COLUMN: The necessary back-to-school technology
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Aug 31, 2013  |  Vote 0    0

COLUMN: The necessary back-to-school technology

Brant News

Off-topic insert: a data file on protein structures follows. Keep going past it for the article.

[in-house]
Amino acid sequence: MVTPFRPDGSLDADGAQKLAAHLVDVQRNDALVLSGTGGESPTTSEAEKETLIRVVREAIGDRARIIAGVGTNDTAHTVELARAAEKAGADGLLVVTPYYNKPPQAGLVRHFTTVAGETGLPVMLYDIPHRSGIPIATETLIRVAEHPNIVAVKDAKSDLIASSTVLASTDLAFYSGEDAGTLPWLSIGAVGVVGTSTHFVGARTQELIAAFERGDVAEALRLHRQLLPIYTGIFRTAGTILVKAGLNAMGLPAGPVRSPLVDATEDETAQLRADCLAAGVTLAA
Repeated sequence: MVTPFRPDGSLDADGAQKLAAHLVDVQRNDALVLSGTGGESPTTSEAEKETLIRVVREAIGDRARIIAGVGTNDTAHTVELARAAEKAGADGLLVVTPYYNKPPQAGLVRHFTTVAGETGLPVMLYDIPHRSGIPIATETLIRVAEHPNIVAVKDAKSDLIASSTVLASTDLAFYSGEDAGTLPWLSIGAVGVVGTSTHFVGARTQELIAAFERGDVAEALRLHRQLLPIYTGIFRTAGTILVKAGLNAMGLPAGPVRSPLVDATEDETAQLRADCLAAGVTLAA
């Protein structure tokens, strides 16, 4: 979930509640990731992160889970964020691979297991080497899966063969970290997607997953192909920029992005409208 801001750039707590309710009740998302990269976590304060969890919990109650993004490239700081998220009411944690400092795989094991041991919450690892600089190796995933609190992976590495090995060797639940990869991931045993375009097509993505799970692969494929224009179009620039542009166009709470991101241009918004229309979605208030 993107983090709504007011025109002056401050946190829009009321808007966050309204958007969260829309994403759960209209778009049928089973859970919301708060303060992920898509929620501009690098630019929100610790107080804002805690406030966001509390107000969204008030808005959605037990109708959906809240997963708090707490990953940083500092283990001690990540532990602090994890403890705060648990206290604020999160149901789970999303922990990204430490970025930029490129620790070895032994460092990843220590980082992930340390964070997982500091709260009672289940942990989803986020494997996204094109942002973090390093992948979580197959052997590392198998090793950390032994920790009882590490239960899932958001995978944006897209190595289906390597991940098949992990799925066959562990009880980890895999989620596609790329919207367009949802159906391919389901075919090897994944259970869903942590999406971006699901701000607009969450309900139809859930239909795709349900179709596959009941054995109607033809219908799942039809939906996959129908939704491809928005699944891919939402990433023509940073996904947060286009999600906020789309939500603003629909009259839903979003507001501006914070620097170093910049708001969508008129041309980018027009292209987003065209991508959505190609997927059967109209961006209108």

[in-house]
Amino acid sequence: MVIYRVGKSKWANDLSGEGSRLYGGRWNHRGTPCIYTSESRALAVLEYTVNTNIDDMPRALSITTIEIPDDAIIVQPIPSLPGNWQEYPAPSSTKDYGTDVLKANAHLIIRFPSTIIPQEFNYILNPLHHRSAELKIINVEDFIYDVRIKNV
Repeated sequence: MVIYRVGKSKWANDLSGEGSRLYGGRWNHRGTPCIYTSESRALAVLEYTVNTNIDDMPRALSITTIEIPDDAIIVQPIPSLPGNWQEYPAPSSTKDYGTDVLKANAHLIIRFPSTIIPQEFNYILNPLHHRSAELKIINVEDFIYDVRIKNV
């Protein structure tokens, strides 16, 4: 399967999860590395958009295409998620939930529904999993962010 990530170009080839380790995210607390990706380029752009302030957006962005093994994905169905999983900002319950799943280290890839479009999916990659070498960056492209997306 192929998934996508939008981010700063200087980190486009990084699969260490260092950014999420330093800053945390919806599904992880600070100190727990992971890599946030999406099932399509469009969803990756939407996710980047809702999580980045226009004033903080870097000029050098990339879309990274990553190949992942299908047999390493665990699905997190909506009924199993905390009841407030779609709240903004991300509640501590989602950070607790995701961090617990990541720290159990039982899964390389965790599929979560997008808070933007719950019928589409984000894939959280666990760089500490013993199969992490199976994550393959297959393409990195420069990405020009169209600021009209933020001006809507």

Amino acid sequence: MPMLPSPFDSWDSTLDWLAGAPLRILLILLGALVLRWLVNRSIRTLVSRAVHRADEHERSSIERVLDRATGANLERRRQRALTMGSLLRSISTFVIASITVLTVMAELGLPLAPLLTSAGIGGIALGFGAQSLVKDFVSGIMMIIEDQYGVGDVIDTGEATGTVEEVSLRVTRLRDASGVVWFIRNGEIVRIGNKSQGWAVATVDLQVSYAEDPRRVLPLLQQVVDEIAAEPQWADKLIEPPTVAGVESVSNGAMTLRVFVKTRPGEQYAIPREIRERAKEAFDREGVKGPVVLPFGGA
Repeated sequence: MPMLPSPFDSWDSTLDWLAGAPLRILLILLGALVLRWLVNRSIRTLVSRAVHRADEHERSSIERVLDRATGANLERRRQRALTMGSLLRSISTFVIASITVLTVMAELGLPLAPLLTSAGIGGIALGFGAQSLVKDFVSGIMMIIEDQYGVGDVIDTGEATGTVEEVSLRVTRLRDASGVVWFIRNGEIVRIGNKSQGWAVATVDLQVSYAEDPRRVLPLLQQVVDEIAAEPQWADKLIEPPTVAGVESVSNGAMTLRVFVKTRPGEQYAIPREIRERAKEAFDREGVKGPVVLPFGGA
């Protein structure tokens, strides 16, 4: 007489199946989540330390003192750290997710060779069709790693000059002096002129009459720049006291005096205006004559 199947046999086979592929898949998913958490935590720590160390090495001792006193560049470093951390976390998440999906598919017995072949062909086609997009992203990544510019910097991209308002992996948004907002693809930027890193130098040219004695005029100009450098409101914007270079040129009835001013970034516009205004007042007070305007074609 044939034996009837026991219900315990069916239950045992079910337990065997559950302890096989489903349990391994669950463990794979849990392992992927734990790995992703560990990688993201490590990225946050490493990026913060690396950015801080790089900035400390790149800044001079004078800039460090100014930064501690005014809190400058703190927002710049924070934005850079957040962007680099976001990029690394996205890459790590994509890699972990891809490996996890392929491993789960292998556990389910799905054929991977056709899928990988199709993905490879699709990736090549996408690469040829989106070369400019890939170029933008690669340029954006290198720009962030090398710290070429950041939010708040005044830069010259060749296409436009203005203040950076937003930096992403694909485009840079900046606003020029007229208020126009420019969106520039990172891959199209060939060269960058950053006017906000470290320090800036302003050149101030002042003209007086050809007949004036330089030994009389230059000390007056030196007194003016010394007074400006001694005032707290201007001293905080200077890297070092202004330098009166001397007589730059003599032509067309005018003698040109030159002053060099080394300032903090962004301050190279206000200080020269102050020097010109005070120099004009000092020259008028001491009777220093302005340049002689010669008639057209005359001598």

Daniel Edwards FOR BRANT NEWS Unfortunately for many students, the school year is quickly creeping around the corner and the only thing on their mind is holding onto every ounce of summer that is left. While returning to class in September is inevitable, having the right technology to get through the year is a necessity. A recent report from the National Retail Federation states that the majority of college students’ budgets will go toward purchasing electronics. Cisco Systems predicts that within the next two to three years there will be one electronic device per student in elementary schools. Long gone are the days when back-to-school supplies were simply a set of sharpened pencils and binders filled with blank paper. Although tablets, cell phones, iPods and noise-cancelling headphones are great to have, laptops offer the necessary combination of work and entertainment features to support daily productivity at school. Due to the large size of the laptop market – with numerous brands and an even greater amount of individual models and designs – purchasing the right laptop can be overwhelming. Notebooks, Ultrabooks and Chromebooks are three popular variations of laptops designed to cater to the individual needs of various consumers. The average notebook (traditional laptop) has a large screen, numerous input and output ports such as HDMI, as well as disc drives for CDs and Blu-ray discs. These are useful features, but may not be needed on a daily basis. For students who want the performance of a notebook without the extra ports and overall larger design, a slimmer Ultrabook may be the direction to go. Ultrabooks pick up from where the netbooks of 2007 left off. Although Ultrabook is a term trademarked by Intel, the term applies to the slim, high-powered laptops on the market. Ultrabooks are portable and powerful with a sleek design and all the necessary components to ensure high performance, which is a perfect combination if you have either a desktop computer at home or a wireless printer, as students and printing assignments go hand in hand. Putting the lack of ports aside, Ultrabooks are perfect for daily usage and offer relatively impressive battery life, but their prices tend to be on the higher end. Chromebooks, introduced by Google in 2011, are laptops designed specifically for internet usage. Chromebooks are lightweight, portable and with an average price of $200 to $300, they are affordable. Chromebooks are strictly web-surfing devices, so things like Microsoft Office applications and iTunes are not available. But for those who want a device to search the web quickly with an 18-second computer startup time and eight hours of battery life, Chromebooks offer hours of entertainment possibilities. They also offer access to Google applications like Google Docs, which enables the user to take notes and write up reports similar to the experience of Microsoft Word. With a plethora of options available, it is important to review the features that are most important for your needs and find a model and brand that meets the criteria before a purchase. My recommendations are: - Notebook: Acer Aspire E1, $430. - Ultrabook: Apple MacBook Air, 11-inch screen starting at $870, 13-inch screen starting at $1,000. - Chromebook: Samsung Chromebook Series 3, $249. Brantford’s Daniel Edwards writes about technology for Brant News.

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